Brexit is a once and for all decision…
It is what Jeff Bezos would call a Type 1 decision; one that is irreversible. Like a door with a handle on only one side, we can go through but we can’t get back again when it slams behind us. To persuade people to go through a one-way door you need a really compelling story. The Leave campaign haven’t given us one. They have come nowhere near. Leaving the EU would be taking a massive gamble for no discernible payoff. As Martin Lewis says, if you look at it as a risk management decision, “A vote for Brexit is unquestionably economically riskier than a vote to remain.”
…whereas staying in is not
If we decide to stay in, we can always come out at a later date. It is extremely unlikely that any of the Leave campaign’s paranoid fantasies will actually come true. There will probably never be a European army and, even if there is, Britain won’t be forced to participate. Further integration, at least for those outside the Euro, is looking unlikely too. I’m not even convinced that there will be any new members admitted in the near future. Turkey’s accession is a long way off. But let’s suppose some of these things were to happen and they changed the situation so much that Britain felt its position was no longer tenable. We could have another referendum (or not) and just leave. For all the huffing about sovereignty, the UK is still a sovereign state. The very fact that we are having a referendum is proof of that. Leave’s claims about sovereignty have been dismissed as dishonesty on an industrial scale by constitutional law professor Michael Dougan. Even if we vote to stay in today, we can still leave at some point in the future. Nothing is going to change that.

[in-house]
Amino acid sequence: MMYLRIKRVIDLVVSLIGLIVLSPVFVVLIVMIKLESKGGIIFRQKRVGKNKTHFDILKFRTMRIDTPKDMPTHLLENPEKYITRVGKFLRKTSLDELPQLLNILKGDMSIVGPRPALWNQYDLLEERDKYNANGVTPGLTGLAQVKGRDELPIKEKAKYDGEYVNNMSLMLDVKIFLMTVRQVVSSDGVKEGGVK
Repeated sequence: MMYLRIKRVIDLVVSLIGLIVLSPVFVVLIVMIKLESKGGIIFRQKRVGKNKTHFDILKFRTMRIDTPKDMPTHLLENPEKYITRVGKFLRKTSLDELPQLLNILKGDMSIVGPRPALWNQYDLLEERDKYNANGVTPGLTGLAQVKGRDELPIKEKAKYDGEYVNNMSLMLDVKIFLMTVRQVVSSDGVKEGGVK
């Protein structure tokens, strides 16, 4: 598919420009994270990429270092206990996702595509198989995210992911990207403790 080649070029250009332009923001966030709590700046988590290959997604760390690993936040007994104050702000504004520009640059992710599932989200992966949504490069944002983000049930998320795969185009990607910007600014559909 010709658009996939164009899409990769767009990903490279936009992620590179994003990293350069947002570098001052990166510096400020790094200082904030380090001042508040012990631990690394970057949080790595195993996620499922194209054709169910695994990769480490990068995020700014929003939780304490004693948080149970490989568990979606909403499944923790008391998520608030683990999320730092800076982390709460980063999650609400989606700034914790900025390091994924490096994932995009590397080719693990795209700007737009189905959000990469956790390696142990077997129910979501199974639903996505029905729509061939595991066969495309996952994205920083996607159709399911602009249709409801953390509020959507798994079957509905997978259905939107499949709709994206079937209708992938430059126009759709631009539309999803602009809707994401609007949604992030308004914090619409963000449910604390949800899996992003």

Immigration is a red herring
This has been Leave’s trump card but, in a TV debate earlier this week, Frances O’Grady said, “The Leave campaign are selling people a big con.” She’s right. They have been telling people that leaving the EU would reduce immigration while, at the same time, promising black and Asian voters that it would mean more of their relatives would be able to come to Britain. They can’t have it both ways. The truth is that Britain is an international economy containing one of the world’s global cities. Large multinationals base many of their staff here. This country has the second highest number of intra-company transfers in the world, accounting for 60,000 arrivals last year. For an economy like ours, immigration is a feature, not a bug. Restricting immigration from the EU would either just increase numbers from elsewhere or choke off the labour supply to the point where companies stared taking their jobs overseas. Every developed economy has high levels of immigration. Compared to the rest of the OECD, the UK’s numbers are not extraordinary. The only way this country could get immigration below 100,000 would be to become such an economic basket-case that no-one wanted to come here. That would be the case whether or not we were inside the EU.
So today, I’m off to vote Remain. In fact I’m doing more than that. I will be spending today helping to get the vote out. Leaving the EU would be a senseless and catastrophic act of self-harm. I’m going to do what I can to stop that happening.